Among many things which did not work out of the box on my Windows Vista installation – like creating and burning to CD music playlists or displaying some web sites correctly – recording music from a web browser didn’t work either. On my Windows XP machine I am using Free Music Zilla to record music tracks especially from last.fm. It has a limitation of only 10 downloads per day but works nicely and easily with Firefox. Nevertheless: under Vista of course it doesn’t work at all: Free Music Zilla simply doesn’t seem to catch any audio stream from my browser.
One of my Christmas presents was a “Vinyl USB 1 Turn Table” from DJ-Tech allowing me to record my vinyl disks and store those as mp3 files on my computer. It comes with an Audacity CD as the recommended software to do the recording. Audacity is a free, open source software for recording and editing sounds. After I recorded my first discs successfully I was studying the documentation a bit and bumped into the chapter about Preferences and Audio I/O where I discovered that Audacity of course can capture from all kinds of audio input channels: The two drop-down list controls in this pane is where you configure which device Audacity should use for sound input and output. This basically means which sound card, USB sound device, etc you want to use. If your sound card support multiple sound inputs, e.g. has a microphone input and a line-in, then you select these on the mixer toolbar.
Initially I wasn’t able to get the audio line-in from my soundcard to show up as a selectable input source. I headed to Windows System Settings – Sound and found an option “Stereomix” not enabled so far. After enabling it I now can select this additional option shown in screen shot below as an input source and now record audio from my browser or most probably any other type of application using Audacity – without any limitation .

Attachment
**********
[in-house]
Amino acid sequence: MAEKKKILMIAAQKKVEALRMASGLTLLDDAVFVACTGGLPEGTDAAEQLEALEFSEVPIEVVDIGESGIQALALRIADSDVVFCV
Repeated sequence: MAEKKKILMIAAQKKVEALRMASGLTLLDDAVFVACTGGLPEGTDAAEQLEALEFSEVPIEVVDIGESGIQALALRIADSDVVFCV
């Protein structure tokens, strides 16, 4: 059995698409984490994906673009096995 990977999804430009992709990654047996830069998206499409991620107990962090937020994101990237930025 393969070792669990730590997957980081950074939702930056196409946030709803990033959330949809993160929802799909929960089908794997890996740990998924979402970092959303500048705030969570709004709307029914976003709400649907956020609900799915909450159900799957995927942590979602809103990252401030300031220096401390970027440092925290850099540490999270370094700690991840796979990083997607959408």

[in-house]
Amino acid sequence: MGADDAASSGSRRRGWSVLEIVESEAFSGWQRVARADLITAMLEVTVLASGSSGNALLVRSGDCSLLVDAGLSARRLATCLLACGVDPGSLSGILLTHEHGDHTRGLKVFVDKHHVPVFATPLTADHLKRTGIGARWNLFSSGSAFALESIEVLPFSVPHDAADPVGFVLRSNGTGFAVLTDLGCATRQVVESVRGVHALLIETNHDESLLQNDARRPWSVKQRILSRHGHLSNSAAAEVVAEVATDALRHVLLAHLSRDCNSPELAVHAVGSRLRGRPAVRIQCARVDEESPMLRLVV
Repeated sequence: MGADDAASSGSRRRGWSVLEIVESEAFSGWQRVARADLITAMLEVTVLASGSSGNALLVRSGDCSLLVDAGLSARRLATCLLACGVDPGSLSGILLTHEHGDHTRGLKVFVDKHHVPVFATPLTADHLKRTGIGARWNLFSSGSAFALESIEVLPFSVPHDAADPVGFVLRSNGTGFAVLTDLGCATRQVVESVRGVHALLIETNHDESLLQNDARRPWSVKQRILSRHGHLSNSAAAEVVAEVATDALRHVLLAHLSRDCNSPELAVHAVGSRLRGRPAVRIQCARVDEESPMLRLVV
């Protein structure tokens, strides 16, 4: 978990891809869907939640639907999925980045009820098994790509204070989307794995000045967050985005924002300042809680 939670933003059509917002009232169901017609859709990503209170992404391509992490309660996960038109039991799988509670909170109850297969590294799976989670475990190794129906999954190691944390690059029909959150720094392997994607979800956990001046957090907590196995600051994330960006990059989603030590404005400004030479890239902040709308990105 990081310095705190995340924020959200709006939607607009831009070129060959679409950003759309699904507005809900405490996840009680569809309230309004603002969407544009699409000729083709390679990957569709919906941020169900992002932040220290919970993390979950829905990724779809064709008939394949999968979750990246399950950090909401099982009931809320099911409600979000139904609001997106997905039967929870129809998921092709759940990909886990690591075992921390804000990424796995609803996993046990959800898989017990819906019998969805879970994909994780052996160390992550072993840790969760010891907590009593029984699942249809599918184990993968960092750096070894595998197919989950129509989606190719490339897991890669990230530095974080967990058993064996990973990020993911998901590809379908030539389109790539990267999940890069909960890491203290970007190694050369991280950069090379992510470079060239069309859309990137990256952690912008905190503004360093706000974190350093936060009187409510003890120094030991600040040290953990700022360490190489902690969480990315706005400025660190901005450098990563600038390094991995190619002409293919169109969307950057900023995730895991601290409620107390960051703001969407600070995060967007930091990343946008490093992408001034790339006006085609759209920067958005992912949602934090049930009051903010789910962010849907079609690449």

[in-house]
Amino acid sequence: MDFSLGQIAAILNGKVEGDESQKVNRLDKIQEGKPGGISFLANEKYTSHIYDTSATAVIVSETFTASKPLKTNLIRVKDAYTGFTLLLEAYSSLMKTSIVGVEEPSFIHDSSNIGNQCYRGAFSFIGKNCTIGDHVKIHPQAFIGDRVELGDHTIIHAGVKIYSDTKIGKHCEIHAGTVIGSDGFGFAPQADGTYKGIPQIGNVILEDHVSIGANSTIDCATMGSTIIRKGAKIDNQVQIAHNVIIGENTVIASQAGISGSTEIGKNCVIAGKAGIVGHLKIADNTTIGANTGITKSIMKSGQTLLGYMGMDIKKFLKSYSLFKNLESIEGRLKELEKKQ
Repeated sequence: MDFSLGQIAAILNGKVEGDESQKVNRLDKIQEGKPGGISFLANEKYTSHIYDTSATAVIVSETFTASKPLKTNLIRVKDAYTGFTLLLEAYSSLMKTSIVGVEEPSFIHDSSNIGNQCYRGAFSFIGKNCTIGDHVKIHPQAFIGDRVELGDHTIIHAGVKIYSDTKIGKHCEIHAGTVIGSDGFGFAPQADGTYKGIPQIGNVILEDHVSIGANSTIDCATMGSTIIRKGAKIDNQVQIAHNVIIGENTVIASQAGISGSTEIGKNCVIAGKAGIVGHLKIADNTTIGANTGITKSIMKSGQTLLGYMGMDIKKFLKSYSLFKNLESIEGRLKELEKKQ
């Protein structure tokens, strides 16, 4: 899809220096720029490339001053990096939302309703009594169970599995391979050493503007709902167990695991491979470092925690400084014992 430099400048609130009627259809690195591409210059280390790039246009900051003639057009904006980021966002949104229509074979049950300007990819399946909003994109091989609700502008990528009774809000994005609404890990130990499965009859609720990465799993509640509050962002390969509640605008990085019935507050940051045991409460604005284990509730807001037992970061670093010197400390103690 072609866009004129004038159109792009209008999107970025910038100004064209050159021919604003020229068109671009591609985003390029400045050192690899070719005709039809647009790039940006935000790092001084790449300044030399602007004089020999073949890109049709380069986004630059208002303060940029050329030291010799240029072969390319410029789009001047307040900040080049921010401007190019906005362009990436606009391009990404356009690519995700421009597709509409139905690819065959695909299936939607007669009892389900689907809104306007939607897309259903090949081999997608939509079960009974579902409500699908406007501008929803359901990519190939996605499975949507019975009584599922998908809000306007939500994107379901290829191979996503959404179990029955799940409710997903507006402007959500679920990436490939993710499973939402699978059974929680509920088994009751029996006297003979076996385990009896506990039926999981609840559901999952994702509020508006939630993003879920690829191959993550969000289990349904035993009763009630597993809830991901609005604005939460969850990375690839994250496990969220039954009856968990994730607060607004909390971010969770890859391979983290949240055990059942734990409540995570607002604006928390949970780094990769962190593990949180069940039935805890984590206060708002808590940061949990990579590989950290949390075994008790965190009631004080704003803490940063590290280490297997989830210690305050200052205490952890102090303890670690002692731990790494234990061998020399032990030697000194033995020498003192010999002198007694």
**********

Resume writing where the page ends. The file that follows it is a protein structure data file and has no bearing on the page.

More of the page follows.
Whether this works on anyone else’ computer certainly depends on what sound card and device drivers are installed. In my case it seems to be some Realtek Sound Device together with the corresponding drivers and software enabling me to do what I described above.
Important Hint: “Software Playthrough” should be disabled when recording from the line-in audio stream, since otherwise this will cause some very annoying audio feedbacks effects. The option is useful for recording from my USB turn table allowing me to listen to the tracks without needing an additional amplifier,, but as I said: when recording from line-in, which is played back through the speakers anyway this option definitely should be turned off.